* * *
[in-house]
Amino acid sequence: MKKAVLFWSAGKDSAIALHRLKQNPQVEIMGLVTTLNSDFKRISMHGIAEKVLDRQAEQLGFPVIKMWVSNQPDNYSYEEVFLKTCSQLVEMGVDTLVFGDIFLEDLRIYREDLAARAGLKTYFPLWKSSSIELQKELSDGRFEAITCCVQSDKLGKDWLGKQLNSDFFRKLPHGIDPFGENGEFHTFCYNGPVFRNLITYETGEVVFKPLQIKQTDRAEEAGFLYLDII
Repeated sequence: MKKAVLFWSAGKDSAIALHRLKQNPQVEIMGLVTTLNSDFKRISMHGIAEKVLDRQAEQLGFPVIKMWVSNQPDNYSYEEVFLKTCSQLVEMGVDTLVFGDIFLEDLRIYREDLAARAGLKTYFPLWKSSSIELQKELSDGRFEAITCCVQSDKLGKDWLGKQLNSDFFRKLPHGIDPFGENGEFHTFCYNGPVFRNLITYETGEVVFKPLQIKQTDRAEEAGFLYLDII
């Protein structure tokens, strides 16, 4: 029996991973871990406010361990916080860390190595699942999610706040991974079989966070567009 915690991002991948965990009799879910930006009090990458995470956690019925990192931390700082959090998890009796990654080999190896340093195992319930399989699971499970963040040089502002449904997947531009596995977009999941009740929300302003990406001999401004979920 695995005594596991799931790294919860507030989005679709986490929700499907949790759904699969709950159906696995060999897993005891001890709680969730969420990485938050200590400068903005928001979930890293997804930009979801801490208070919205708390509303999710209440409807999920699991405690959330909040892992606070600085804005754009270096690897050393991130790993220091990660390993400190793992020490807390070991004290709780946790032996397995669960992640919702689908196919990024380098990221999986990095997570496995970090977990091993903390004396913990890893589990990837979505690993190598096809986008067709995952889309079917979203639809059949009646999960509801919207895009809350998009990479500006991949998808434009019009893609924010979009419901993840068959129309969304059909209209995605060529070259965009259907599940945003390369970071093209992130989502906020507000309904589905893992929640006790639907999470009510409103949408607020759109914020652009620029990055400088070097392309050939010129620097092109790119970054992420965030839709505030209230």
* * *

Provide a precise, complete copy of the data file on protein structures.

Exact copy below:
[in-house]
Amino acid sequence: MKKAVLFWSAGKDSAIALHRLKQNPQVEIMGLVTTLNSDFKRISMHGIAEKVLDRQAEQLGFPVIKMWVSNQPDNYSYEEVFLKTCSQLVEMGVDTLVFGDIFLEDLRIYREDLAARAGLKTYFPLWKSSSIELQKELSDGRFEAITCCVQSDKLGKDWLGKQLNSDFFRKLPHGIDPFGENGEFHTFCYNGPVFRNLITYETGEVVFKPLQIKQTDRAEEAGFLYLDII
Repeated sequence: MKKAVLFWSAGKDSAIALHRLKQNPQVEIMGLVTTLNSDFKRISMHGIAEKVLDRQAEQLGFPVIKMWVSNQPDNYSYEEVFLKTCSQLVEMGVDTLVFGDIFLEDLRIYREDLAARAGLKTYFPLWKSSSIELQKELSDGRFEAITCCVQSDKLGKDWLGKQLNSDFFRKLPHGIDPFGENGEFHTFCYNGPVFRNLITYETGEVVFKPLQIKQTDRAEEAGFLYLDII
């Protein structure tokens, strides 16, 4: 029996991973871990406010361990916080860390190595699942999610706040991974079989966070567009 915690991002991948965990009799879910930006009090990458995470956690019925990192931390700082959090998890009796990654080999190896340093195992319930399989699971499970963040040089502002449904997947531009596995977009999941009740929300302003990406001999401004979920 695995005594596991799931790294919860507030989005679709986490929700499907949790759904699969709950159906696995060999897993005891001890709680969730969420990485938050200590400068903005928001979930890293997804930009979801801490208070919205708390509303999710209440409807999920699991405690959330909040892992606070600085804005754009270096690897050393991130790993220091990660390993400190793992020490807390070991004290709780946790032996397995669960992640919702689908196919990024380098990221999986990095997570496995970090977990091993903390004396913990890893589990990837979505690993190598096809986008067709995952889309079917979203639809059949009646999960509801919207895009809350998009990479500006991949998808434009019009893609924010979009419901993840068959129309969304059909209209995605060529070259965009259907599940945003390369970071093209992130989502906020507000309904589905893992929640006790639907999470009510409103949408607020759109914020652009620029990055400088070097392309050939010129620097092109790119970054992420965030839709505030209230």